Britain’s Conservatives are screwing up the economy

As the UK grapples with double-digit inflation, a prolonged recession, declining living standards and widespread labor strikes, Kwasi Kwarteng, the Chancellor of the Exchequer, finds himself the most hated man in London. At the same time, Prime Minister Liz Truss, who appointed him, is arguably the most hated woman.

Immediately after the end of the official mourning period for Queen Elizabeth II, the new Conservative Party government unveiled its economic plan, popularly known as “Trussonomics”, to be administered by Kwarteng, a veteran MP who served as former Prime Minister Boris Johnson’s foreign secretary acted for business, energy and industrial strategy. The announcement of the financial plan, which includes £45bn in unfunded tax cuts – with promises more to come – sent stock markets reeling, interest rates soaring and the pound falling to record lows against the dollar because of this A tax-cut spree would only stoke inflation by giving more stimulus to an economy the country’s central bankers are desperate to cool.

After a political backlash among her strongest supporters, Truss did a 360-degree turn and scrapped the idea of ​​the tax cut. Kwarteng said the proposed cuts had become a “distraction,” a ridiculous understatement. he tweeted, “We understand and we have listened.”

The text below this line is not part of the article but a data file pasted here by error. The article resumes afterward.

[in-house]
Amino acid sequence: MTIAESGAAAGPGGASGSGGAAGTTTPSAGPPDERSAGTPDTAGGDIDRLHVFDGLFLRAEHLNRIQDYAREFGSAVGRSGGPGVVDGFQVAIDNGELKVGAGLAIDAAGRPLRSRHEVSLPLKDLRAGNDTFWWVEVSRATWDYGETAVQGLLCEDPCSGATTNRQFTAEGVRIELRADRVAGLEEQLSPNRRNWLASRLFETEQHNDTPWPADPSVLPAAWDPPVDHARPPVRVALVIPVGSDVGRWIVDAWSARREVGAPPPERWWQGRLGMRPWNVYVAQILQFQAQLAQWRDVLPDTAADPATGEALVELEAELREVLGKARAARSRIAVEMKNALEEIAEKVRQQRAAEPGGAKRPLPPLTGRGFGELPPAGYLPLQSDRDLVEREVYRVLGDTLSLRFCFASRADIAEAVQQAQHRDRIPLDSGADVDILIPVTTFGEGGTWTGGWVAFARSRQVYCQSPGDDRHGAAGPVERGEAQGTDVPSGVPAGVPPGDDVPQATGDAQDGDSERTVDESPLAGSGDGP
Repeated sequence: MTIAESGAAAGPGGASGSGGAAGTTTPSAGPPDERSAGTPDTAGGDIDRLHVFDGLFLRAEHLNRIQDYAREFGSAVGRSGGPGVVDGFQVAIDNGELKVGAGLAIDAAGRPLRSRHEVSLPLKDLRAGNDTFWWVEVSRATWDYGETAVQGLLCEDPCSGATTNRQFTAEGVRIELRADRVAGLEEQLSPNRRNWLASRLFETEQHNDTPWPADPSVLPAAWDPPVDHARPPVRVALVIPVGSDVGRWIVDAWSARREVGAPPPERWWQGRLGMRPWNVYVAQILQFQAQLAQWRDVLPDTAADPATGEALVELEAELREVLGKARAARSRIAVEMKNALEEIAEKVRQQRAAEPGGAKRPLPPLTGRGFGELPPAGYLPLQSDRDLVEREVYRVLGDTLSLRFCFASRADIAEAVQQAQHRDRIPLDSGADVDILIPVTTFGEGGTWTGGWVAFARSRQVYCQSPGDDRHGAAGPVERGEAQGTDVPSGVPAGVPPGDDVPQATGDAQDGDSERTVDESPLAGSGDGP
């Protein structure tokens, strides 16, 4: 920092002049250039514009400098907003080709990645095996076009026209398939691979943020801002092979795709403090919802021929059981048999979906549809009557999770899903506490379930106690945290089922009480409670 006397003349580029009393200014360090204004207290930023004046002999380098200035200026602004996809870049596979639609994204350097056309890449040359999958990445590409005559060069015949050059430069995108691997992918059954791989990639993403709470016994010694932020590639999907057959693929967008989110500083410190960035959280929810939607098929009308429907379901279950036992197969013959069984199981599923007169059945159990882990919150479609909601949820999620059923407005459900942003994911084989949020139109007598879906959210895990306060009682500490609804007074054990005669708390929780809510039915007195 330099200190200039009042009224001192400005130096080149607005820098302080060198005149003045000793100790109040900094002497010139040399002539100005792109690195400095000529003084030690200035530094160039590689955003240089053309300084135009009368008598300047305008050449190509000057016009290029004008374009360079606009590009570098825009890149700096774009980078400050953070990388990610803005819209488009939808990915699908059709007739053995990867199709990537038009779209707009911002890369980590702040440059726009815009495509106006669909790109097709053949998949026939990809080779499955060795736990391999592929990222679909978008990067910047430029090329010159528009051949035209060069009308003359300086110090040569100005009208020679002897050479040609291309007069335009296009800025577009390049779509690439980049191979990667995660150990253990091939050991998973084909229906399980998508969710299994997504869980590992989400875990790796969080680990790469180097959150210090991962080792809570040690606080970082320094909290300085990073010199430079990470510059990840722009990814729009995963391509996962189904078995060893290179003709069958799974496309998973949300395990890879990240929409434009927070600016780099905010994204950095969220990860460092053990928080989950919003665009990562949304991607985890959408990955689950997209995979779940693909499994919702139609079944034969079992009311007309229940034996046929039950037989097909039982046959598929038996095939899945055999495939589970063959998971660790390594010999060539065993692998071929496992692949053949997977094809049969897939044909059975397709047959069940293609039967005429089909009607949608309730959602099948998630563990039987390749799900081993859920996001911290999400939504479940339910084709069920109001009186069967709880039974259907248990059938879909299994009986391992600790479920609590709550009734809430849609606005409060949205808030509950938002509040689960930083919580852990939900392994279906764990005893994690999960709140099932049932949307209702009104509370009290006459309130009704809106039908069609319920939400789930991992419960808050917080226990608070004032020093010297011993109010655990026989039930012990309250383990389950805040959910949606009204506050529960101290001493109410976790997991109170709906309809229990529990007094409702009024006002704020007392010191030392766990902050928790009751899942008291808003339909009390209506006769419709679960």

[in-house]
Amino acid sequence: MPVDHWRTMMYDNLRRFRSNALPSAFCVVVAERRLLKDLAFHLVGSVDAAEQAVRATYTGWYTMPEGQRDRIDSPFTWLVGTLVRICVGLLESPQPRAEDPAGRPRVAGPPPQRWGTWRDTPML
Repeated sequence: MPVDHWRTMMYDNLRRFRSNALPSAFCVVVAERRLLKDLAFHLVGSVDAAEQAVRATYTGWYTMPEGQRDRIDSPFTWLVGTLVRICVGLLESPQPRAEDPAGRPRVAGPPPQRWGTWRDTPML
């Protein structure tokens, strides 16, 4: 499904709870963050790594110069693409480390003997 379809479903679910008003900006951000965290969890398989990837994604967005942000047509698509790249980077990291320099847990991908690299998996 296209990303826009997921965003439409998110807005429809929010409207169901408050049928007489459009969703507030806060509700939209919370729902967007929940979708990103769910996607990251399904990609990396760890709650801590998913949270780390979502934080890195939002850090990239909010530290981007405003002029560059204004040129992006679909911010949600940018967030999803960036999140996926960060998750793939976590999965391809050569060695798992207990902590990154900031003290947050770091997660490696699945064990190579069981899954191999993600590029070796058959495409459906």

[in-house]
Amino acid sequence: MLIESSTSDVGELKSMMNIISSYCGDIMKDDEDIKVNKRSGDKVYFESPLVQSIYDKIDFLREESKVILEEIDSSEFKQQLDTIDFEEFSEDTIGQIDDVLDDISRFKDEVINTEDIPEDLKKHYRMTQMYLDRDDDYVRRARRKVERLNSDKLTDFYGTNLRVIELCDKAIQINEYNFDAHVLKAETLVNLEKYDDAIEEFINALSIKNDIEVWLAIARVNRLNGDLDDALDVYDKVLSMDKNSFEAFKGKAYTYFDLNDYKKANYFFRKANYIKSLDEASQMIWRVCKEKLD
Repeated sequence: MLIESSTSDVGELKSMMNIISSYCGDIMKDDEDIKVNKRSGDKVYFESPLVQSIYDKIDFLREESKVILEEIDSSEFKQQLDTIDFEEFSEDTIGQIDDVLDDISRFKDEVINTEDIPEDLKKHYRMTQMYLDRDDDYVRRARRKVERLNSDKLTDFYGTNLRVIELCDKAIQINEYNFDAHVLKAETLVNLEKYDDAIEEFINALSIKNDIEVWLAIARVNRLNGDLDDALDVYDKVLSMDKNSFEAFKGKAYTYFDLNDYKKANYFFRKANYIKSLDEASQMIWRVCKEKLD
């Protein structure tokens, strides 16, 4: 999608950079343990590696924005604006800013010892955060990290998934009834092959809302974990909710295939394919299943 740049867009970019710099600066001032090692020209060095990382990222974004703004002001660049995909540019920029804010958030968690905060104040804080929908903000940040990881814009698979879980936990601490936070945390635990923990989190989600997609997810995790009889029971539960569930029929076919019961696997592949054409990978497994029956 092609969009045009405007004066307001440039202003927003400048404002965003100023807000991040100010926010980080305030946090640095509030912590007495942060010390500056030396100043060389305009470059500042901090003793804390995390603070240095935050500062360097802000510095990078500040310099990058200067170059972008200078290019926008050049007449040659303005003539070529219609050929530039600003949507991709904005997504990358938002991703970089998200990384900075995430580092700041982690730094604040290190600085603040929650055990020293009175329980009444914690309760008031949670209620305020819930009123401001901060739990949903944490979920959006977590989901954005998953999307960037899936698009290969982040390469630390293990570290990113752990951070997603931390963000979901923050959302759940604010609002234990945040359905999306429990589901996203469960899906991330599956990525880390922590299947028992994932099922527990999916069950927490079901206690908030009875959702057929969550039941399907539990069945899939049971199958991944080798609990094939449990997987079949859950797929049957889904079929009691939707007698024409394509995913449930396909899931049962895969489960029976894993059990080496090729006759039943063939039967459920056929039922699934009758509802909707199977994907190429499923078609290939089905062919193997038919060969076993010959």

Listening may not be enough. While the inflation rate slowed slightly to 9.9 percent in August, the fastest pace in 40 years, it is expected to reach 11 percent this month. The Bank of England, the UK’s equivalent of the Federal Reserve, says it will not hesitate to raise interest rates further.

To revive the sinking ship, the bank had to wade into the financial markets, buying up to £5 billion a day of ‘gilts’, or long-dated UK government bonds, to restore stability. (The name gilded comes from the once gilded edges of government bonds.)

All of this should be a warning to the US. It’s not just that a collapsing British economy can hurt America’s. Should the Republican Party gain control of Congress this year and the presidency in 2024, it would pass tax cuts — just like Truss and Kwarteng proposed — potentially with the same market-churning implications. Of course, 2025 is still a long way off. Still, the chaos in London is a reminder that similar GOP policies here could unleash similar economic turmoil. As the pond divides British and American Conservatives, their top priority remains an atavistic drive to cut taxes. The Truss administration uses the phrase “supply-side reforms” with the fervor of Arthur Laffer, a former economic adviser to Reagan and a tax-cut cheerleader.

Meanwhile, six in 10 UK voters think Kwarteng’s supply-side budget was unfair, making it the worst assessment of a fiscal event since 2010. Henry Mance, writes in the financial times, speared Kwarteng’s plan: “His plan wasn’t just clear. It wasn’t just brave. It was kamikaze – or should we say, kami-kwasi. Less Britannia Unchained, more Britannia Unhinged.” The London financial community was equally skeptical. Mark Dowding, chief investment officer at BlueBay Asset Management, told dem FT, “The market asks, ‘How are you going to pay for this?’ It’s almost like there hasn’t been the slightest attention paid to that question.” And Quentin Fitzsimmons, a portfolio manager at T. Rowe Price, said the government’s strategy is to “go broke” and treat government bonds and the currency as ” Victims.” FX options traders warned that more intervention was needed to halt the pound’s downtrend.